Hello I have a 7 month old yellow lab who is driving me insane lol how do you owners deal ?
He definitely backs off when corrected. Sometimes, he'll just back off altogether and look for a different playmate or sometimes he'll do a play bow and get them to play with him. But as I said, corrections by other dogs are way more effective. I once tried to pry him off another dog when he was humping (he gets a really good grip!) and that escalated the situation; the other dog snarled and snapped and then Atlas started snarling back, which he normally doesn't do. So that makes me all the more hesitant to interfere. The problem is that some of Atlas' best playmates hump. They take turns doing it to each other, maybe a just a few seconds until the other dog squirms away or flips the other one over. They are super great playmates and I never have any concerns about them playing. But none of them get upset by it, so I think he is shocked at the dog park when he gets corrected by other dogs for this behavior. I can try to seek out playmates that do correct him, but his favorite buddies don't... I just don't know what to do at the dog park because my instinct is to let the other dog correct him (so I'm not escalating the situation), but some owners get so upset about the humping that I feel like they expect an intervention. How do other folks deal with this? I hope none of the owners of the other dogs threaten me with a paternity suit ;-)Start with the humping - As long as he backs off and does not escalate when corrected, you're OK, just 'rude' ... possibly in 'danger' from the 'attacked' dog, but we'll go from there. If he does a play bow and a play bark when corrected, he's probably going in the correct direction. There is a 4yo Lab that humps my dog, and also a 1yo *female* [!] that humps him. (I've threatened the owners of those neutered dogs with a paternity suit is they get my neutered dog pregnant ;-) ). My dog is learning to snark and correct without escalating, and those dogs are learning [slowly] not to hump, as my dog 'anticipates' the hump. I don't know if you have the option of exposing your dog to more dogs that will correct him without trying to hurt him.
Aso, you can try to step in, saying "Don't hump" or "Sit!, snap on the leash, lead him to a timeout, and make him Sit for 30 seconds or so. The downside is that your presence may escalate things, or the other dog may follow y'all and try to play [which is a good thing!]. It sounds like he loves to play and that he needs to burn off energy through some rough & tumble, so keep him safe, and try to let him play more with dogs that safely correct him. It doesn't matter if they 'slap him around' as long as they don't chase after him when he disengages, and the don't escalate or try to actually bite him, only snap at him. Unfortunately, some other dogs may learn to hump from him to initiate play ... You don't want that either.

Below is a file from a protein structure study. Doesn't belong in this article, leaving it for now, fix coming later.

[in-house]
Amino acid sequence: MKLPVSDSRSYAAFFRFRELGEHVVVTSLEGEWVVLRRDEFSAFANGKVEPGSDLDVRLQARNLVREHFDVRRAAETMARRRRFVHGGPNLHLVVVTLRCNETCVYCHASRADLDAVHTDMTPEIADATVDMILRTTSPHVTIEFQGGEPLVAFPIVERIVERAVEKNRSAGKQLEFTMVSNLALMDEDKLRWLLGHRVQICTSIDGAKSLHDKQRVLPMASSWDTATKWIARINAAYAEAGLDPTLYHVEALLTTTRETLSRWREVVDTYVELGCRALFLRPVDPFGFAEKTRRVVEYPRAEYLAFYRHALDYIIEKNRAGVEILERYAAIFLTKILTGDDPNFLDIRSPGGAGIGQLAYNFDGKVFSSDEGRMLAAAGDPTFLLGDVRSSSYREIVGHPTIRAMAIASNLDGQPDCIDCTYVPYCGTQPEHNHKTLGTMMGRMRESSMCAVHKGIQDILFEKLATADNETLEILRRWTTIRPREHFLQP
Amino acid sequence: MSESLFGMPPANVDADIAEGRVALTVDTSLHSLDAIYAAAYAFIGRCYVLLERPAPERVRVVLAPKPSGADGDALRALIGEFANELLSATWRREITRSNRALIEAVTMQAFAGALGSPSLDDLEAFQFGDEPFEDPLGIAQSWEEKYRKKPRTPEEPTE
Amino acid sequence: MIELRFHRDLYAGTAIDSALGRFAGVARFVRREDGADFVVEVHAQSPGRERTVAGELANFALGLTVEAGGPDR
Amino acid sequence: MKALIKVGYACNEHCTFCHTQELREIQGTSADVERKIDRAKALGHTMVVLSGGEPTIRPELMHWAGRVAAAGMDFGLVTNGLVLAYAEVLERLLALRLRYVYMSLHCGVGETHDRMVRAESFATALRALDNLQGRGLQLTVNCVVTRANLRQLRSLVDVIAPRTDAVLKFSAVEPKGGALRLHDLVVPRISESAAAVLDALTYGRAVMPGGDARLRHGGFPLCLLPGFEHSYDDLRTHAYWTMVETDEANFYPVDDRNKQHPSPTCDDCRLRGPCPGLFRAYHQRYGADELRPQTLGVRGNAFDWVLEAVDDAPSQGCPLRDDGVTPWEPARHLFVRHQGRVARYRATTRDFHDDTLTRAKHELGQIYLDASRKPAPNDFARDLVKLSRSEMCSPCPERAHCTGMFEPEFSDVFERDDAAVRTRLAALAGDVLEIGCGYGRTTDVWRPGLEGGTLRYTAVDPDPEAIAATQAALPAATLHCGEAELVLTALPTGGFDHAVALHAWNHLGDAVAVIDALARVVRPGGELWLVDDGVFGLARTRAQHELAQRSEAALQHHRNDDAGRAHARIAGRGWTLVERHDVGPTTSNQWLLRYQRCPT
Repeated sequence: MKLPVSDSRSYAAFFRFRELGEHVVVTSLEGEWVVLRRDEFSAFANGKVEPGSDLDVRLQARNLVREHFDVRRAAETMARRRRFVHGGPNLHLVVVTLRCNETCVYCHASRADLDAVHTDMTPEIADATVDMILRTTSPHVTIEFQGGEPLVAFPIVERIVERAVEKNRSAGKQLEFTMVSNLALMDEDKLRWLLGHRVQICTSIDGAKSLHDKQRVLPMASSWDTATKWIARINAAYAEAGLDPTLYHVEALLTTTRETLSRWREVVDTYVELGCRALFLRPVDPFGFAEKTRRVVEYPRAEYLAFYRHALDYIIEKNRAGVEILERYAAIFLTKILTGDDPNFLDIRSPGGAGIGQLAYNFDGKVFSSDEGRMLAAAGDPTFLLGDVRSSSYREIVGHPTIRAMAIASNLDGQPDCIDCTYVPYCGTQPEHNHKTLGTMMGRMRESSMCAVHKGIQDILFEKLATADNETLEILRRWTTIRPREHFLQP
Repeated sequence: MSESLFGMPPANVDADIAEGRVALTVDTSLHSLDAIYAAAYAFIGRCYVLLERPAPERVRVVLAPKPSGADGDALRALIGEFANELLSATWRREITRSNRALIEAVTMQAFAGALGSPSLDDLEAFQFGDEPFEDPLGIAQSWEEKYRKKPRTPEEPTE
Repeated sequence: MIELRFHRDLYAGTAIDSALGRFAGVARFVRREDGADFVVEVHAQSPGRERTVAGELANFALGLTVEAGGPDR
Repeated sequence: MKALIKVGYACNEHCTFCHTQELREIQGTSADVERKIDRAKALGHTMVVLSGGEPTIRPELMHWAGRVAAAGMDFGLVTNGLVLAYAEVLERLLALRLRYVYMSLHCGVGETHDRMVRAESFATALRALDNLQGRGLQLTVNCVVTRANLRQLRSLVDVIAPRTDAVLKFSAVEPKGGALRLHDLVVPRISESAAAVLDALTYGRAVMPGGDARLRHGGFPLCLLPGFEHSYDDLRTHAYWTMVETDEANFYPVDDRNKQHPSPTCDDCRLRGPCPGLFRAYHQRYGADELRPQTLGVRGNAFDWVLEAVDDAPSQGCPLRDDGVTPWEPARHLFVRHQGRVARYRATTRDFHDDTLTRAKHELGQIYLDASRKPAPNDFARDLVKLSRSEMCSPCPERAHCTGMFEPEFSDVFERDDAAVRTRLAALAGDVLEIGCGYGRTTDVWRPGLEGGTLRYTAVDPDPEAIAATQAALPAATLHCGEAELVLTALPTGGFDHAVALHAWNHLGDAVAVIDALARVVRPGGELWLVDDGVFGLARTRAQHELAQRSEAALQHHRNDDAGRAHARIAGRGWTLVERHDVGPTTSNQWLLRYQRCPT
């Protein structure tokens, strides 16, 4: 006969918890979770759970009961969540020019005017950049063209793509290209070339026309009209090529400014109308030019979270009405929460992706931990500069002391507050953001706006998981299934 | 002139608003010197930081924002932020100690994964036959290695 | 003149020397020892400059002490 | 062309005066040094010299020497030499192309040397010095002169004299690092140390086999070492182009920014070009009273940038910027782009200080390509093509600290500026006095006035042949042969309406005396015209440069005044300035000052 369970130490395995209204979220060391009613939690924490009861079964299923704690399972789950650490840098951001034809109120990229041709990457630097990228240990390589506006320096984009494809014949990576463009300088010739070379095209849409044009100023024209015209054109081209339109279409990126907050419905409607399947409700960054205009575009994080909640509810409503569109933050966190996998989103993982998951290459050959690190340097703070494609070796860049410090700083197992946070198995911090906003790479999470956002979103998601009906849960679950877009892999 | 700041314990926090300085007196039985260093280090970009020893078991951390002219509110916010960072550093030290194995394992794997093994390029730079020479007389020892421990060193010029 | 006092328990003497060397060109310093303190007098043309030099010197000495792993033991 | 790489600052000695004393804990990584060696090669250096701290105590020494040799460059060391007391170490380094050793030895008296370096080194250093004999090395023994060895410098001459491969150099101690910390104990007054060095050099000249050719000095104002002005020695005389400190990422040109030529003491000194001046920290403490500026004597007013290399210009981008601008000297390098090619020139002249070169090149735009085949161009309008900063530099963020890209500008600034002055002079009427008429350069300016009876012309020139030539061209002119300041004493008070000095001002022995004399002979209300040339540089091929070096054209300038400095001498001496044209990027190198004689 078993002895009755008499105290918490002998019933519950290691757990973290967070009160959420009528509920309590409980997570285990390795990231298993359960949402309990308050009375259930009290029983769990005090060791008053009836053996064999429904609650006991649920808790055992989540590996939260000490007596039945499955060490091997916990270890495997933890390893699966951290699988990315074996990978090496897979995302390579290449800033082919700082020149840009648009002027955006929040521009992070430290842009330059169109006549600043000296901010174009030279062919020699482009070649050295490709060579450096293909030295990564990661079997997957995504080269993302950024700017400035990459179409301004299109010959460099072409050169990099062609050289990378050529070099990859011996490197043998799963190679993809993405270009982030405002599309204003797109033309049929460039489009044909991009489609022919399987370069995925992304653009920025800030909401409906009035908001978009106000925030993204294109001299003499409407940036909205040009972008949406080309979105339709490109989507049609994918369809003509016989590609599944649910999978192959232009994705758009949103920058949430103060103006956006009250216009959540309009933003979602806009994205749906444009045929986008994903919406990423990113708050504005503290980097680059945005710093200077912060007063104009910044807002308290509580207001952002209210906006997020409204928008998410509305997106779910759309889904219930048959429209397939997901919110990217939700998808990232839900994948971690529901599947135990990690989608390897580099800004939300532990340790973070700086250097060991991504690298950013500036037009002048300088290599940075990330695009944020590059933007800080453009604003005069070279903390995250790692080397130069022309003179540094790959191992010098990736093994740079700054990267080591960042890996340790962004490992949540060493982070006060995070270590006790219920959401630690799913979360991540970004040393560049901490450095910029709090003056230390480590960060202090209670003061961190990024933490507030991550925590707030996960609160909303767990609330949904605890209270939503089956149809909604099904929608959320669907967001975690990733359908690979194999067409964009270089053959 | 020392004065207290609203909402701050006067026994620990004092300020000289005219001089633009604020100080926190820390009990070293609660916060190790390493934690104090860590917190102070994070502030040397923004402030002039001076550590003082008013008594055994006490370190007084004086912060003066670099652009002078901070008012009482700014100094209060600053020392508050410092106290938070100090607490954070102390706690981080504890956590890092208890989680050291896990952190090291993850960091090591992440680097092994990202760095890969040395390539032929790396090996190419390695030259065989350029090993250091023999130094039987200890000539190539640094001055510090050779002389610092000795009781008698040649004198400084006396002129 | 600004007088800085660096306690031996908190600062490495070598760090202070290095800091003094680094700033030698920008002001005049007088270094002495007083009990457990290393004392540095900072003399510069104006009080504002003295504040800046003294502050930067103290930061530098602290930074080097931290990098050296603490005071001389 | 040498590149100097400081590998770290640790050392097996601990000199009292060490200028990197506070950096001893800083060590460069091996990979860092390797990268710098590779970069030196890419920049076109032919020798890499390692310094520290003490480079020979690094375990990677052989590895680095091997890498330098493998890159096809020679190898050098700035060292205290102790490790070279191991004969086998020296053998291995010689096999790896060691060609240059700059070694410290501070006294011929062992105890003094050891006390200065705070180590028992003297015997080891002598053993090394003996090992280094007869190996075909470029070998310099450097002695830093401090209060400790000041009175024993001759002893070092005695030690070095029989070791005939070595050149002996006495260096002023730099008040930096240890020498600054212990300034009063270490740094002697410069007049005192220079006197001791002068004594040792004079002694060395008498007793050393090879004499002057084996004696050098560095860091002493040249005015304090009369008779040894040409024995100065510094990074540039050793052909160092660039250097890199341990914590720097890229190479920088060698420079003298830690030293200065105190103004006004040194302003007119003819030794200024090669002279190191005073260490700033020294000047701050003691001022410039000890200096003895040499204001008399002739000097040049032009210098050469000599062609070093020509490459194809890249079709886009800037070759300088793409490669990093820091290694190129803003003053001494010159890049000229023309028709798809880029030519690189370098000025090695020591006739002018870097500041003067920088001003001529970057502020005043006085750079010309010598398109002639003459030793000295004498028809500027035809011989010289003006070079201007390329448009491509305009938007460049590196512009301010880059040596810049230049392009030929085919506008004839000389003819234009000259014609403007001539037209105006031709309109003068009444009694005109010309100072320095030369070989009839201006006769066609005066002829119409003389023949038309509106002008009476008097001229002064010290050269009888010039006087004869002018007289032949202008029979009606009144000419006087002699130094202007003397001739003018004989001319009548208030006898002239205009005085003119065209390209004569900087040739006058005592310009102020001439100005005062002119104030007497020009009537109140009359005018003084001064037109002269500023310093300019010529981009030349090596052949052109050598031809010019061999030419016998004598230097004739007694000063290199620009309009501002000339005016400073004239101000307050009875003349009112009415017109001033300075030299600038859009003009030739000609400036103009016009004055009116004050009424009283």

I'm not sure I understand the difference, could you clarify?With the teenager interaction, try to pay attention to the barks - Were they high alarm, or were they "we are still not yet friends, but you are not a threat" barks. A trend that I've noticed is that high alarm bark frequency may go down, while stranger-for-now barks will replace the alarm barks. Most research and trainers worry about the high alarm, so I haven't found resources that discuss the "stranger to friend" barks .... You may become the expert. ;-)
Could you clarify why it's not good for the person to get on Atlas' level? I've noticed that he sometimes gets more scared if the person bends over him or raises a hand over him, but my thinking has been that if they get down on his level, that would help, no?Ask the cooperative victim to remove his hat and sunglasses; NOT to bend down over Atlas or at his level; to stand still and talk with you calmly [if possible], while ignoring Atlas and not looking at Atlas, and let Atlas sniff him ... for a few minutes.